Microfiber vs. Cotton Clothes

by Alexandra Corbella

Before you check the tag, decide what fabrics you want to add to your closet.

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Your wardrobe is an investment, so before you buy a new T-shirt or pair of pants, you should check the tag for the fiber content. However, what you find there may not be straightforward. Understanding the advantages of microfiber and cotton and the differences between the two can help you build a functional, long-lasting wardrobe.

Microfiber

Microfiber is a class of synthetic materials with fibers less than 1 denier thick. A denier is around 1/60th of the thickness of a human hair. Many microfibers are even smaller than one denier. There are four base materials microfiber fabrics may contain: acrylic, nylon, polyester and rayon. A microfiber can be made with only one of these materials, but most microfibers are a blend of several.

Cotton

Cotton is a natural white fiber that comes from the cotton plant. Mature cotton plants grow to be several feet tall and produce flowers. When a cotton plant produces new seeds, white, fibrous seed hairs surround it in the boll. When the boll expands, it bursts open and the seed hairs are plainly visible and can be cultivated. Cotton fibers are primarily composed of cellulose and water.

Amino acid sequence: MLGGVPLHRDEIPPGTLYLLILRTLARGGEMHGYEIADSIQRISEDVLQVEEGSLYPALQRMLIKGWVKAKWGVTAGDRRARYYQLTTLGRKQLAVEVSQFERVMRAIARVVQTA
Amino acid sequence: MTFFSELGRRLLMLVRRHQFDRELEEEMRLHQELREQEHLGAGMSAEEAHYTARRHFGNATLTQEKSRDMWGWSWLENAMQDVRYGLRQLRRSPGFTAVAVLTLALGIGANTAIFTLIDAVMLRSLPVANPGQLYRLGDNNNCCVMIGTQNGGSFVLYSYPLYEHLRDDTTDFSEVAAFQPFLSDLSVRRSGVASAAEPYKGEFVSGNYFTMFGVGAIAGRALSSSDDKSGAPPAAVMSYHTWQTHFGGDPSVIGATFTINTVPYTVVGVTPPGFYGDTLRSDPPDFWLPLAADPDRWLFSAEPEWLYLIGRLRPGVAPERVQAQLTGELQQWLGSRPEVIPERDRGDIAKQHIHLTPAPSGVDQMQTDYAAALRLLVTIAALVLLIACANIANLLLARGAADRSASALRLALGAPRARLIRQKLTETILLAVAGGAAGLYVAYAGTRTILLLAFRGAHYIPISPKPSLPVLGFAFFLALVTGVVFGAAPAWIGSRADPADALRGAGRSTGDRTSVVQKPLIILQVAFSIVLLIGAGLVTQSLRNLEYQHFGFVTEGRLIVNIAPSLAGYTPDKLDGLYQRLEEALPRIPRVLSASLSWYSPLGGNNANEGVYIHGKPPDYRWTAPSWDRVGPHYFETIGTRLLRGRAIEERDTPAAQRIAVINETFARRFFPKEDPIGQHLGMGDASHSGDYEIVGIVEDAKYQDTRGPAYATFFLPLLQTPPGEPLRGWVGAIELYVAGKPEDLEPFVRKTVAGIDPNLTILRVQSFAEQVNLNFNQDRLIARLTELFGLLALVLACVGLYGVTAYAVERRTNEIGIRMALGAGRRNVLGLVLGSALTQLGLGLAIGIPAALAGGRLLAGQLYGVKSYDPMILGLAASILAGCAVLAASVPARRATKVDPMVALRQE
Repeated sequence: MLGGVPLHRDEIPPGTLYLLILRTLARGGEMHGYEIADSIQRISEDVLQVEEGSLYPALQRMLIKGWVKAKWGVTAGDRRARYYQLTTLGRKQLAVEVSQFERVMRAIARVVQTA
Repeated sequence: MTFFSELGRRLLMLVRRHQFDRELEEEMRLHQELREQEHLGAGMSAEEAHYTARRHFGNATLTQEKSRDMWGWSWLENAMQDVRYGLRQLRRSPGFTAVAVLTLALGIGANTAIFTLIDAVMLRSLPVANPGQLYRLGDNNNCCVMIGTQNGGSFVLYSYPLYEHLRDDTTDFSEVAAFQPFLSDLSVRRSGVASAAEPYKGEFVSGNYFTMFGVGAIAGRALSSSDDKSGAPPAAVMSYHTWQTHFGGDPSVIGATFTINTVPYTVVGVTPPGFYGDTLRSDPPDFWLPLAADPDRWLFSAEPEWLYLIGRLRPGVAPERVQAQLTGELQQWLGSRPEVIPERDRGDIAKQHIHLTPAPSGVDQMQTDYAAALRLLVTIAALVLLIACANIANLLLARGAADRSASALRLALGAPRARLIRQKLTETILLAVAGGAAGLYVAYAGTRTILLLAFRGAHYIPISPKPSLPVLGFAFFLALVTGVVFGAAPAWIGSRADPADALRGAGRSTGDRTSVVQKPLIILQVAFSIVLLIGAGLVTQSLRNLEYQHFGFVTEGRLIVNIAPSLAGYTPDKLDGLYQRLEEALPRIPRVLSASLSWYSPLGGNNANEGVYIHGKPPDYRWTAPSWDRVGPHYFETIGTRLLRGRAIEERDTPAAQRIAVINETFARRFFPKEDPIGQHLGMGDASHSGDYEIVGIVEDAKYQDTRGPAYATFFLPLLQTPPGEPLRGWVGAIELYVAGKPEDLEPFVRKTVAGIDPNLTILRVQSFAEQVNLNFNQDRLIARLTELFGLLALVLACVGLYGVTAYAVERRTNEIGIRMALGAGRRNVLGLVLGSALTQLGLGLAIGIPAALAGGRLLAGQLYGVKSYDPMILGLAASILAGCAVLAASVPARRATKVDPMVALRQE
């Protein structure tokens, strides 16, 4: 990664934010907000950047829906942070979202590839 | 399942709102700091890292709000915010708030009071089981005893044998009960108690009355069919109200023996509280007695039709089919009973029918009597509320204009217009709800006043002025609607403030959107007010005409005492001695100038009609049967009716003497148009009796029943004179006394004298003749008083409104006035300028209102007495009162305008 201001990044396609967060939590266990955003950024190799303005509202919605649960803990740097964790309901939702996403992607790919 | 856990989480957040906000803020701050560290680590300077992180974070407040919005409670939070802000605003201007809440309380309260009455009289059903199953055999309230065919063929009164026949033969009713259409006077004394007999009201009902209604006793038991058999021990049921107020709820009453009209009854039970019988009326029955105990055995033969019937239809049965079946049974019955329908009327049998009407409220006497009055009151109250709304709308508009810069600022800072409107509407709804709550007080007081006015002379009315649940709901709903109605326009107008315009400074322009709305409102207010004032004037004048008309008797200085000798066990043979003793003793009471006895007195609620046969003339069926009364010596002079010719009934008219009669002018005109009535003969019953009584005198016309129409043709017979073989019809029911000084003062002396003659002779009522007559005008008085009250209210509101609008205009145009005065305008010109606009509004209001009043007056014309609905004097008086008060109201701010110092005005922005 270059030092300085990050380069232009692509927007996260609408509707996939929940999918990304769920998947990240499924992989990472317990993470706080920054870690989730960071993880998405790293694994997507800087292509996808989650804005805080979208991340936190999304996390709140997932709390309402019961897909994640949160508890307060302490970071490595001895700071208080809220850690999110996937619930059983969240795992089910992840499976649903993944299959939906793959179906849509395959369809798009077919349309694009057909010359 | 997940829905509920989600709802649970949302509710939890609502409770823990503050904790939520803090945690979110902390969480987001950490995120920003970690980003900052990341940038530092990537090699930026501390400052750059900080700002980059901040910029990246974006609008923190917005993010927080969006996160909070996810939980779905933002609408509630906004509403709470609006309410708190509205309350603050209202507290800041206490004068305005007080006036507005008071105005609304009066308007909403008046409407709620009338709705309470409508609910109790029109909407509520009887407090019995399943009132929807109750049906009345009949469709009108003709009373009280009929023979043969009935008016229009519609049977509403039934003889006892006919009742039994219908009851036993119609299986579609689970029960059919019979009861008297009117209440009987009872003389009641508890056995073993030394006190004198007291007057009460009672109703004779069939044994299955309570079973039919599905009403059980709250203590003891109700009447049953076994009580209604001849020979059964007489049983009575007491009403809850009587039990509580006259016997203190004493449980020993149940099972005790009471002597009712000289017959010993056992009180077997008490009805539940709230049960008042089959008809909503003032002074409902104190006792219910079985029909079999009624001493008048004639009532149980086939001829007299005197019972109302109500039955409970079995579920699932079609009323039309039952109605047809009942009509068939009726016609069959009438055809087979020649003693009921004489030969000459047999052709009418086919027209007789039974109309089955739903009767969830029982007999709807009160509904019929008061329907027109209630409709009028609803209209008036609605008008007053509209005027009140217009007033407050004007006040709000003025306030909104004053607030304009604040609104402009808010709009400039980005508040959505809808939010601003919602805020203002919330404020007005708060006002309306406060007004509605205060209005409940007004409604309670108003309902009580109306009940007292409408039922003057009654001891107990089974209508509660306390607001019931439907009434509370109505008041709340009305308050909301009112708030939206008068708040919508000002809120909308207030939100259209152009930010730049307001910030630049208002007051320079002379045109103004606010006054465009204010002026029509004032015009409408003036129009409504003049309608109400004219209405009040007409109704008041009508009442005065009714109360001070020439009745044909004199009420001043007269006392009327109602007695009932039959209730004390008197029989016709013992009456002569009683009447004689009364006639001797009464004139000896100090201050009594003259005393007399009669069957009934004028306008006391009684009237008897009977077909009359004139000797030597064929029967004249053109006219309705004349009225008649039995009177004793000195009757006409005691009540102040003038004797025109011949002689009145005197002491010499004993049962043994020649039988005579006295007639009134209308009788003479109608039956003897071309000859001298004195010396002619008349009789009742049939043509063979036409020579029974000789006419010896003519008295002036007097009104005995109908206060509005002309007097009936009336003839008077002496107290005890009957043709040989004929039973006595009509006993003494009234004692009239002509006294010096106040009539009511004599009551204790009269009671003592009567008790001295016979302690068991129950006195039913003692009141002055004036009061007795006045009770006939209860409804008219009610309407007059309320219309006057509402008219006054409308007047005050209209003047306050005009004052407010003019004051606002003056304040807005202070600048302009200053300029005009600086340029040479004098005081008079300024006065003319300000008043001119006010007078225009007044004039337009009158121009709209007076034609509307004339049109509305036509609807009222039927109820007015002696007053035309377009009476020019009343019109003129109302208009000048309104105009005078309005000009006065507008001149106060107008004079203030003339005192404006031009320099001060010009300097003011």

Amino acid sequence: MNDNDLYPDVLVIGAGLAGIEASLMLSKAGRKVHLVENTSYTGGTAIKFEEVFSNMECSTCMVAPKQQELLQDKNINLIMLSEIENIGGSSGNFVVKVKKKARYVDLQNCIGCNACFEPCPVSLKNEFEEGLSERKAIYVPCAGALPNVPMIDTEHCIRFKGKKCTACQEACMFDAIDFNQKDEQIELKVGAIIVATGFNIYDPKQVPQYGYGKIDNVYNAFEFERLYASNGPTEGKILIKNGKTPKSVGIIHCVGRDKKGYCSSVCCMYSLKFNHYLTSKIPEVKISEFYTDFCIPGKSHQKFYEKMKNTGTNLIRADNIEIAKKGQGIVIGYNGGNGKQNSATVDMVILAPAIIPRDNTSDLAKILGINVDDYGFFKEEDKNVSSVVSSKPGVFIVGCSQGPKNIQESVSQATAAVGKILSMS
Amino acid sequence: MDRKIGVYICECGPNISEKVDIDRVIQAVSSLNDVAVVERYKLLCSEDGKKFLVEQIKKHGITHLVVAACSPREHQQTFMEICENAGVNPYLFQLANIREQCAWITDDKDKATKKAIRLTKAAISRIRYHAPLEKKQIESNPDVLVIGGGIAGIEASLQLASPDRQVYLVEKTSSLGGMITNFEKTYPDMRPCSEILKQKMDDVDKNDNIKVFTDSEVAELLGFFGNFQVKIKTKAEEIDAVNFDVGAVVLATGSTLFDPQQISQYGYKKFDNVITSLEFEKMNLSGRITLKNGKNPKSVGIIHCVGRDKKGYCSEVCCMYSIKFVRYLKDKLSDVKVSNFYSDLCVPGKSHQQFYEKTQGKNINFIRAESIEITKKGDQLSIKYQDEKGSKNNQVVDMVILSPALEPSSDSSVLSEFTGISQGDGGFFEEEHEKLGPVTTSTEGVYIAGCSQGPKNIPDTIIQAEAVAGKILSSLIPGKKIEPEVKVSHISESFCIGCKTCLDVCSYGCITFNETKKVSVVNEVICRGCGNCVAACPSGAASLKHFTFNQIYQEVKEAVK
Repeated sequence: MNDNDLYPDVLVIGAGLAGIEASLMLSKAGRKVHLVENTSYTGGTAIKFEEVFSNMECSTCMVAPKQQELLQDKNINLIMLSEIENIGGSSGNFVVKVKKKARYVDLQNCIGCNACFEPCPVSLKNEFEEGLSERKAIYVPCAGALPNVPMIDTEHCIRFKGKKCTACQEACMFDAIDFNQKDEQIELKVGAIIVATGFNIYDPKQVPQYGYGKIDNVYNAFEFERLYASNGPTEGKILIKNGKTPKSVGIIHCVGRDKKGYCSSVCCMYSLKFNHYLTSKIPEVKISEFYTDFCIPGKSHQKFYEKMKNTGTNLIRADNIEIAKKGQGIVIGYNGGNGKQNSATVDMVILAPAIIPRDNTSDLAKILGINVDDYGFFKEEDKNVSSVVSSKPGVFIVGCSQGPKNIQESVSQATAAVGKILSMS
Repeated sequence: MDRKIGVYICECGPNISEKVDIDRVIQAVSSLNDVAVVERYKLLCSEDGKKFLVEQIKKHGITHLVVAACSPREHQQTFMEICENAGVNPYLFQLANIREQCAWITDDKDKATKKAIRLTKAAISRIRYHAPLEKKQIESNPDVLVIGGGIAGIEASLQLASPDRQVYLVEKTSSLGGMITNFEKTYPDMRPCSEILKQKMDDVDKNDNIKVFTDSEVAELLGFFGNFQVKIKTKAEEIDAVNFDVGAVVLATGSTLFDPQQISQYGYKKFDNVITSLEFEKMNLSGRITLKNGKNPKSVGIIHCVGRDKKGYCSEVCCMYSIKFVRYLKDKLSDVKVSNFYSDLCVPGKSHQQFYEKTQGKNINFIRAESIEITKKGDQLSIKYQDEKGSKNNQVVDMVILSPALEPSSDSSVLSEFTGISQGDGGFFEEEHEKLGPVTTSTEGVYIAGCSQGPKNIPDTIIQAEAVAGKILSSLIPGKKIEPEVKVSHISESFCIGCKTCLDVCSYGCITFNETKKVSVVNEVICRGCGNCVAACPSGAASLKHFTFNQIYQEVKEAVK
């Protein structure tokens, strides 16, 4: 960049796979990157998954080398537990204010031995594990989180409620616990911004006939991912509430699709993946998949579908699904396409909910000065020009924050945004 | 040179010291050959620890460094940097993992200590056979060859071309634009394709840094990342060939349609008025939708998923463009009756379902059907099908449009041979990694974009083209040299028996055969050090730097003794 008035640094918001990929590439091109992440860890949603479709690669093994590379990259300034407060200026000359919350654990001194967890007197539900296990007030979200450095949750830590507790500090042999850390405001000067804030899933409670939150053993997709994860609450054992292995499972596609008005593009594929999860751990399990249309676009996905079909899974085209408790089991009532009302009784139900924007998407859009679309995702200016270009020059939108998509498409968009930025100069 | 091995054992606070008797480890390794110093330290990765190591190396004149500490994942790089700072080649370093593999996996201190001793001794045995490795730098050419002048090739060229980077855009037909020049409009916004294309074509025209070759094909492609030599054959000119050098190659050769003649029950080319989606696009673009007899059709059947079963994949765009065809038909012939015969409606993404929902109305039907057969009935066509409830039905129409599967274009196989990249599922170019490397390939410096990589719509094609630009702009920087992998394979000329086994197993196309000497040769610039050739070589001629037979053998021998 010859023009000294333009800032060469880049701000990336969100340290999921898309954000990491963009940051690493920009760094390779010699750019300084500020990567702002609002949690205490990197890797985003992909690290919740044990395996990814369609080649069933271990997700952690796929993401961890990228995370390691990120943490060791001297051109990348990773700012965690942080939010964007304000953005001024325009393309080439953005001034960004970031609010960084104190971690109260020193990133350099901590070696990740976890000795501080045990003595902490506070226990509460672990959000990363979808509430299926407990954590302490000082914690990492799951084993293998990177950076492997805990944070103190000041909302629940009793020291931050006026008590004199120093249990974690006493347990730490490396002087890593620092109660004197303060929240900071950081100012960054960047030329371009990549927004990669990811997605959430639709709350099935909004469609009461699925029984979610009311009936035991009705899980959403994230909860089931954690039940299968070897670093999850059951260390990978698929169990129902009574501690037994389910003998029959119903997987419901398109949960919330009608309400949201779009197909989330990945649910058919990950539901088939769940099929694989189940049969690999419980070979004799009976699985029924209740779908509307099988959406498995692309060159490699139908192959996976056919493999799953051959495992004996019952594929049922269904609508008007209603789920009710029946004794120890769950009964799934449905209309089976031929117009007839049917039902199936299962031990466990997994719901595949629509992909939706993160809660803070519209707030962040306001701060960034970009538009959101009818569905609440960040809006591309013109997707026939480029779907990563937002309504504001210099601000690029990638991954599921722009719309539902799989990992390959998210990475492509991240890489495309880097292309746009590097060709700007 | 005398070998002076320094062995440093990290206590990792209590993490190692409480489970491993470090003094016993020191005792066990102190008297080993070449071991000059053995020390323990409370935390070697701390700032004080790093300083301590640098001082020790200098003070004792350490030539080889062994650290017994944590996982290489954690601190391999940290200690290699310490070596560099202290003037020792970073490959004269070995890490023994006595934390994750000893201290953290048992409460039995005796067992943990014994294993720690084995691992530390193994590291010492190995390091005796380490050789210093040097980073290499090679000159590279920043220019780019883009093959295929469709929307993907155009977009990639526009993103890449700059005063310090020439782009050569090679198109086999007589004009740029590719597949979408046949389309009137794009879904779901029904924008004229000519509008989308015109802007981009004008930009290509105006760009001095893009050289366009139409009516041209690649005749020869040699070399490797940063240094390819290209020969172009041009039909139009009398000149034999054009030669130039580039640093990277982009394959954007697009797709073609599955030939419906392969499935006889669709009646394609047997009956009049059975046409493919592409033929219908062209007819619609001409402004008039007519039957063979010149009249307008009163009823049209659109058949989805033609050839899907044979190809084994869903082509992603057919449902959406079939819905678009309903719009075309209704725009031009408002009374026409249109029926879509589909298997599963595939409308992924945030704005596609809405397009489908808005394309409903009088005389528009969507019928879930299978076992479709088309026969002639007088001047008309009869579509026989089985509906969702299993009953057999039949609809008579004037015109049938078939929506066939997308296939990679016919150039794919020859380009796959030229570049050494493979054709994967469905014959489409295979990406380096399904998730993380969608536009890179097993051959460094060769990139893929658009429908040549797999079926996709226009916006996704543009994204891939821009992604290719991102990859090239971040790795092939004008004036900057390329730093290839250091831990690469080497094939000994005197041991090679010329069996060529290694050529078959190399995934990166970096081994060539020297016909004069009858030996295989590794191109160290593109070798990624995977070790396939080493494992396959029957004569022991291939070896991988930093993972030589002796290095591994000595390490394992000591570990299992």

Advantages of Microfiber

Microfiber wicks away moisture, so clothing made with this fabric keeps you drier than cotton would, making microfiber an ideal material for workout clothing. Microfiber also has stain-repellant qualities, so it works well for clothes that will get dirty, such as children's T-shirts and pants. Microfiber does not tend to wrinkle like cotton does, so it's effective as a wash-and-wear fabric for casual clothing such as day dresses and lounge pants.

Advantages of Cotton

One of the main advantages cotton holds over microfiber is that it is natural. Cotton is also quite strong. According to the University of Missouri's Cotton Project, "Cotton has a breaking tenacity of 3.5 to 4.0 grams per denier." Cotton is unique from most fibers in that it strengthens, rather than weakening, when wet. Cotton can also withstand high heat, unlike flammable microfiber. Cotton reacts well to ironing, and can be boiled for total disinfection. This makes cotton an excellent material for dress shirts, everyday pants, and items that get very dirty such as infant clothing.

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About the Author

Alexandra Corbella has been writing for more than 10 years. She has been published everywhere from the "The Collector" to popular blogs like Beauty Collection and Collective310. She holds a Political Science degree, and has worked for several politicians. She earned a M.A. in History in 2012.